The Slow Website Movement
So this business about updating one’s website…
In 2011, I thought I should finally begin to move on that great idea I had to update my trusty flash based website. Turns out, the trusty bit was beginning to fade. Kicking since 2004, my site’s little can-do-attitude just wasn’t fancy enough to keep up with the rapidly growing technology that was on the scene. Mobile devices and tablets emerged and there we were, just like that: vintage. (Gasp!) In my mind, I made due with “charming vintage” and life moved along. I had to make peace with what it was. At the time, my family and I were living in Ontario and life was busy: we were in the throws of two little ones and a pregnancy, setting up life in a new country, buying and fixing up a house, full time ministry, part time design work, and I was also trying to be in the studio painting.
We were in the throws.
Creating a new site seemed a far off hope. So I plodded along. Tiny bits here, little scraps there. Hoping that over time, over dirty diapers and over day-dreamt crumbs, that I wouldn’t lose track of all of this. I went along at the only pace I could muster, the pace of a family who cares about people and relationships and shared meals and spontaneous chats with neighbors in the front yard. This is the green grass of life. Life in community. This is the beautiful mess of a life that doesn’t stop. It tumbles and snowballs and then you add more kids and more friends and more cities and it grows on, gaining momentum, growing beautifully; intricate, weathered and wild. But what it doesn’t grow is elegantly designed portfolio websites. No, it doesn’t. This one I had to fight for. And so I plugged along. But the thing was, it wan’t at the world’s pace.
It wasn’t at the world’s pace.
This can cause all sorts of trouble, turns out. I think I may have lost some of you along the way. But hey, that’s okay! I wish everyone the best, I really do. We are so bombarded with the “new” – New websites! New experiences! New styles! New food! New kombucha-ginger-wasabi-dahl-from-that-tiny-island-no-one-has-yet-heard-of-packaged-in-a-hand-made-tin-from-sustainably-harvested-buckwheat-by-children-rescued-from-over-chlorinated-swimming-pools. What? You haven’t heard of this yet? Ah, yes, the tyranny of the NEW. There’s so much of it that you can start to feel lost.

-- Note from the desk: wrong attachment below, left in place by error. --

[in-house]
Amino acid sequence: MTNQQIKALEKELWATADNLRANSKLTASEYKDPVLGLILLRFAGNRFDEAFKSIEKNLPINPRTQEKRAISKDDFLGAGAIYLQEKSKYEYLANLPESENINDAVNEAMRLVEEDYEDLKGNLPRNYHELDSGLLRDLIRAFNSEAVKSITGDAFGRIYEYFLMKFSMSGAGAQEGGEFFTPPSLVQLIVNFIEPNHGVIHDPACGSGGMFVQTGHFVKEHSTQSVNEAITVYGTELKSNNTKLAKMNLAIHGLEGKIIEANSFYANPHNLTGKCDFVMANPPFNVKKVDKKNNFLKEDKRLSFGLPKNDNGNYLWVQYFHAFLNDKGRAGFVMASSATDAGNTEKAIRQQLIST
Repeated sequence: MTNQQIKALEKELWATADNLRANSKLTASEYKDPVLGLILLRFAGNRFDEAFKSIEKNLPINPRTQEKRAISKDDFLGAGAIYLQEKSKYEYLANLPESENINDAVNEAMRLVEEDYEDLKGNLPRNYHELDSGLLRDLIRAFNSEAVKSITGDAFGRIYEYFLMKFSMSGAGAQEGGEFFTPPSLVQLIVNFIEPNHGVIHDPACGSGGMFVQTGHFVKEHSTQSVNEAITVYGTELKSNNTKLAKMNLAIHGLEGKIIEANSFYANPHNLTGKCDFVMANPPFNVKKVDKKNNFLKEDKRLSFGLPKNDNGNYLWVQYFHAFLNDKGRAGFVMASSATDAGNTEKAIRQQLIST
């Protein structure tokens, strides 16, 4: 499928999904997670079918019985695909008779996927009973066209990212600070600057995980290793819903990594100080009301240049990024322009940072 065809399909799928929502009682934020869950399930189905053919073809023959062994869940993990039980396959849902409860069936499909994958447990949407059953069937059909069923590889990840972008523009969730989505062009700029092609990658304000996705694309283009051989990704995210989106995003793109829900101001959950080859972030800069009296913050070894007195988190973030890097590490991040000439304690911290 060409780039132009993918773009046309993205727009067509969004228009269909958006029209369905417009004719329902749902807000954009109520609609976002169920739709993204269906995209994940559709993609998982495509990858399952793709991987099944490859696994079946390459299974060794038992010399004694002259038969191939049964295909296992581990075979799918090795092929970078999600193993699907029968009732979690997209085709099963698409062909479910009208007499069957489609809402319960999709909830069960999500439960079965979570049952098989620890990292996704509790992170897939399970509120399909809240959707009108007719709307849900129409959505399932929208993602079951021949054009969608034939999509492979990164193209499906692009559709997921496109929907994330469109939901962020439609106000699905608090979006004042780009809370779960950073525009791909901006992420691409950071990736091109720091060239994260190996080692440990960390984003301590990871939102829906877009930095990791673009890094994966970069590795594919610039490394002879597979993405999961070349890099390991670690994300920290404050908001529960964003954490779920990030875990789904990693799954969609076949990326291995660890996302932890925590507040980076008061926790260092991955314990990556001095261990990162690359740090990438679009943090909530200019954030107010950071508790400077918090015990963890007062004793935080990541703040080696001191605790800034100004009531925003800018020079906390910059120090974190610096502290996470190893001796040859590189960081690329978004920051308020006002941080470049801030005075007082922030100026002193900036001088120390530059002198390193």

Meanwhile, my little family and I have been swimming in the sea of the everyday. Take mealtime for example. Eating dinner takes a long time because 80% of that time is untying knots in bibs and reminding kids not to eat with their thumbs and I’m wiping messy faces and sweeping under the table for the fortieth time that week (well maybe wishing I had swept). This is where I’ve been. I once was lost but now I’m found. I once felt like I would be lost if I wasn’t swimming in the current of the “new.” But enter GRACE! Enter meaning! This is where I’ve been: Besides continuing to make art, I’ve been making a home(s), making babies (fun!), making friends and yearning hard with God’s steady hand to make our life meaning-full. You know, art does that. Art beautifies and glorifies and points us in the direction of the divine. It’s just that sometimes we get confused and we look outside of ordinary for the divine. Turns out ordinary takes time.
Four years later, this little site has finally taken shape. You are here! Reading this. Maybe you’ve been following my artistic journey from my get-go. Thanks for sticking it out. You are probably used to it now, but this is how we get things done around here: we use old fashioned time. Because I won’t move along in my business if it means leaving my family or my friends behind. I think I learned my lesson when I was doing full time art festivals around the country. I was too busy for a meaning-full life. I no longer choose that path for myself anymore.
There is a quote from the magical Rilke in my artist statement that speaks about gestation and patience. It will never not be a part of my artist statement because I think he hits the nail on the head when he says this:
“Everything is gestation and then birthing. To let each impression and each embryo of a feeling come to completion, entirely in itself, in the dark, in the unsayable, the unconscious, beyond the reach of one’s own understanding, and with deep humility and patience to wait for the hour when a new clarity is born: this alone is what it means to live as an artist: in understanding as in creating.”
Things take time. This website, this little life of mine as an artist and a wife and mother, well it is unfolding, growing, gestating. So welcome to the slow-website movement. Leave it to me to try to pair two things that seen completely at odds with each other: slow + technology. (I love to see possibility where there is none!) You’ve seen it here first, folks.
What I’ve really desired over the years was for my website to be a catalog of my work history, accompanied by story. The words that I share alongside each painting are deeply important to me. It feels good to finally put the two formally together. I pray this blesses you.
More on that later. For now, enjoy perusing this labor of love. Make yourself a cup of tea and enter the gates of the slow-website movement…may you discover a meaning-full gem along the way. I’ll catch up with you when the time is right.
→ Black and White Photographs courtesy the talented Stephi-O Photography ←